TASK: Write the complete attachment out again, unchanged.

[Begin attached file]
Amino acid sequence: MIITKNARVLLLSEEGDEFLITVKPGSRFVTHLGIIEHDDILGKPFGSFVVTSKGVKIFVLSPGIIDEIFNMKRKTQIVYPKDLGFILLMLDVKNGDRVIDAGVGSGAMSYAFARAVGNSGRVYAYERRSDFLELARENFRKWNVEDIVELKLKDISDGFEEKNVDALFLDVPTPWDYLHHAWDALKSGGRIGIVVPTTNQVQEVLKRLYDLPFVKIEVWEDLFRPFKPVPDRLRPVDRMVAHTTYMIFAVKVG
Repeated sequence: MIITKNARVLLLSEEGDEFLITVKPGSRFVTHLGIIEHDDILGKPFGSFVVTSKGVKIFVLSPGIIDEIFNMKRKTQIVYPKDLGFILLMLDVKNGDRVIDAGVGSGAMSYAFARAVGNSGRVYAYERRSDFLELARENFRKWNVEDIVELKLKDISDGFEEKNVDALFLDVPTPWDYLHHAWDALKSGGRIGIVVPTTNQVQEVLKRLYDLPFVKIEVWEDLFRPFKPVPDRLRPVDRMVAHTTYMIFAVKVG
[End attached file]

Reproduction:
Amino acid sequence: MIITKNARVLLLSEEGDEFLITVKPGSRFVTHLGIIEHDDILGKPFGSFVVTSKGVKIFVLSPGIIDEIFNMKRKTQIVYPKDLGFILLMLDVKNGDRVIDAGVGSGAMSYAFARAVGNSGRVYAYERRSDFLELARENFRKWNVEDIVELKLKDISDGFEEKNVDALFLDVPTPWDYLHHAWDALKSGGRIGIVVPTTNQVQEVLKRLYDLPFVKIEVWEDLFRPFKPVPDRLRPVDRMVAHTTYMIFAVKVG
Repeated sequence: MIITKNARVLLLSEEGDEFLITVKPGSRFVTHLGIIEHDDILGKPFGSFVVTSKGVKIFVLSPGIIDEIFNMKRKTQIVYPKDLGFILLMLDVKNGDRVIDAGVGSGAMSYAFARAVGNSGRVYAYERRSDFLELARENFRKWNVEDIVELKLKDISDGFEEKNVDALFLDVPTPWDYLHHAWDALKSGGRIGIVVPTTNQVQEVLKRLYDLPFVKIEVWEDLFRPFKPVPDRLRPVDRMVAHTTYMIFAVKVG